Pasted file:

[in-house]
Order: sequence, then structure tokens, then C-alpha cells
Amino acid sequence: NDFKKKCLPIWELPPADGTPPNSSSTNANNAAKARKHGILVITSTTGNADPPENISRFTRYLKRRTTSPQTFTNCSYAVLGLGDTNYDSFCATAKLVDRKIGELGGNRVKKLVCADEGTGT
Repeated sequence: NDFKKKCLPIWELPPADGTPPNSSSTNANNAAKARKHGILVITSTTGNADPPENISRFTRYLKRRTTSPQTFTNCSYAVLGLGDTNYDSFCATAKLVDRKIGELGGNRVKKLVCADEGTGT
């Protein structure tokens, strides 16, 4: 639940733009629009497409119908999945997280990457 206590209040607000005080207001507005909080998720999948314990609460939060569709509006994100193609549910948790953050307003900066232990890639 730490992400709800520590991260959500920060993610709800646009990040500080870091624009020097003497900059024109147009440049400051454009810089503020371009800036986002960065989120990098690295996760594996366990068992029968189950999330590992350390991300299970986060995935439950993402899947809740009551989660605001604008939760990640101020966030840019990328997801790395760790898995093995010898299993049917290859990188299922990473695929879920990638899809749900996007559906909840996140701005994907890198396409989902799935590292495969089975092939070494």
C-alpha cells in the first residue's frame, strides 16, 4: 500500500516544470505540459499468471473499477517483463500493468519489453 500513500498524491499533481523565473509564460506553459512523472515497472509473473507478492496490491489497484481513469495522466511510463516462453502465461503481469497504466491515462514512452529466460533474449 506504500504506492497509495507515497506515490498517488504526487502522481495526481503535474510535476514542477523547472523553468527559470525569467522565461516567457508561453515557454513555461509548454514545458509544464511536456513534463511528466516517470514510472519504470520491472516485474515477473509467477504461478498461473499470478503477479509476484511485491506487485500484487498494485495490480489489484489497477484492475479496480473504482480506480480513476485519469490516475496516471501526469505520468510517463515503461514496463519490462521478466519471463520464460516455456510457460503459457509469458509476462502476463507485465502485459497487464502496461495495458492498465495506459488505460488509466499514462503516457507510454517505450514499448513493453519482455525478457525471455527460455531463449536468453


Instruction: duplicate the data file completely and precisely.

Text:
[in-house]
Order: sequence, then structure tokens, then C-alpha cells
Amino acid sequence: NDFKKKCLPIWELPPADGTPPNSSSTNANNAAKARKHGILVITSTTGNADPPENISRFTRYLKRRTTSPQTFTNCSYAVLGLGDTNYDSFCATAKLVDRKIGELGGNRVKKLVCADEGTGT
Repeated sequence: NDFKKKCLPIWELPPADGTPPNSSSTNANNAAKARKHGILVITSTTGNADPPENISRFTRYLKRRTTSPQTFTNCSYAVLGLGDTNYDSFCATAKLVDRKIGELGGNRVKKLVCADEGTGT
């Protein structure tokens, strides 16, 4: 639940733009629009497409119908999945997280990457 206590209040607000005080207001507005909080998720999948314990609460939060569709509006994100193609549910948790953050307003900066232990890639 730490992400709800520590991260959500920060993610709800646009990040500080870091624009020097003497900059024109147009440049400051454009810089503020371009800036986002960065989120990098690295996760594996366990068992029968189950999330590992350390991300299970986060995935439950993402899947809740009551989660605001604008939760990640101020966030840019990328997801790395760790898995093995010898299993049917290859990188299922990473695929879920990638899809749900996007559906909840996140701005994907890198396409989902799935590292495969089975092939070494």
C-alpha cells in the first residue's frame, strides 16, 4: 500500500516544470505540459499468471473499477517483463500493468519489453 500513500498524491499533481523565473509564460506553459512523472515497472509473473507478492496490491489497484481513469495522466511510463516462453502465461503481469497504466491515462514512452529466460533474449 506504500504506492497509495507515497506515490498517488504526487502522481495526481503535474510535476514542477523547472523553468527559470525569467522565461516567457508561453515557454513555461509548454514545458509544464511536456513534463511528466516517470514510472519504470520491472516485474515477473509467477504461478498461473499470478503477479509476484511485491506487485500484487498494485495490480489489484489497477484492475479496480473504482480506480480513476485519469490516475496516471501526469505520468510517463515503461514496463519490462521478466519471463520464460516455456510457460503459457509469458509476462502476463507485465502485459497487464502496461495495458492498465495506459488505460488509466499514462503516457507510454517505450514499448513493453519482455525478457525471455527460455531463449536468453